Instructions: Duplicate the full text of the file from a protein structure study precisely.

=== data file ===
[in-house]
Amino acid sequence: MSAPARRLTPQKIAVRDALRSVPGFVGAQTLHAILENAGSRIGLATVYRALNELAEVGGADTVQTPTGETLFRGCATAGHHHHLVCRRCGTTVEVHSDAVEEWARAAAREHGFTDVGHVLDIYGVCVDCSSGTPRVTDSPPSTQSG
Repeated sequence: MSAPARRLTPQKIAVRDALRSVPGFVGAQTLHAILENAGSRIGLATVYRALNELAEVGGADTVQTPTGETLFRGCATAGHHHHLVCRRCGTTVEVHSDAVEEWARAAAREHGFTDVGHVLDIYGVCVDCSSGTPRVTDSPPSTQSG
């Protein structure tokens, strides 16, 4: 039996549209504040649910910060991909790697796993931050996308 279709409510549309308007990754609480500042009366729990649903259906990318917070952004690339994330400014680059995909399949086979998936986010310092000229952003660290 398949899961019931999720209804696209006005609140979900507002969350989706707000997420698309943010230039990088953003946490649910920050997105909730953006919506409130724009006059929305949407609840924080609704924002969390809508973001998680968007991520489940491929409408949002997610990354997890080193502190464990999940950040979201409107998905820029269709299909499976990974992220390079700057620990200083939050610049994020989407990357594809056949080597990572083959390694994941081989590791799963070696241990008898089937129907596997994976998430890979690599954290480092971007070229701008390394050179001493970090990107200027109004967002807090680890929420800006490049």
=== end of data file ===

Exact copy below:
[in-house]
Amino acid sequence: MSAPARRLTPQKIAVRDALRSVPGFVGAQTLHAILENAGSRIGLATVYRALNELAEVGGADTVQTPTGETLFRGCATAGHHHHLVCRRCGTTVEVHSDAVEEWARAAAREHGFTDVGHVLDIYGVCVDCSSGTPRVTDSPPSTQSG
Repeated sequence: MSAPARRLTPQKIAVRDALRSVPGFVGAQTLHAILENAGSRIGLATVYRALNELAEVGGADTVQTPTGETLFRGCATAGHHHHLVCRRCGTTVEVHSDAVEEWARAAAREHGFTDVGHVLDIYGVCVDCSSGTPRVTDSPPSTQSG
């Protein structure tokens, strides 16, 4: 039996549209504040649910910060991909790697796993931050996308 279709409510549309308007990754609480500042009366729990649903259906990318917070952004690339994330400014680059995909399949086979998936986010310092000229952003660290 398949899961019931999720209804696209006005609140979900507002969350989706707000997420698309943010230039990088953003946490649910920050997105909730953006919506409130724009006059929305949407609840924080609704924002969390809508973001998680968007991520489940491929409408949002997610990354997890080193502190464990999940950040979201409107998905820029269709299909499976990974992220390079700057620990200083939050610049994020989407990357594809056949080597990572083959390694994941081989590791799963070696241990008898089937129907596997994976998430890979690599954290480092971007070229701008390394050179001493970090990107200027109004967002807090680890929420800006490049």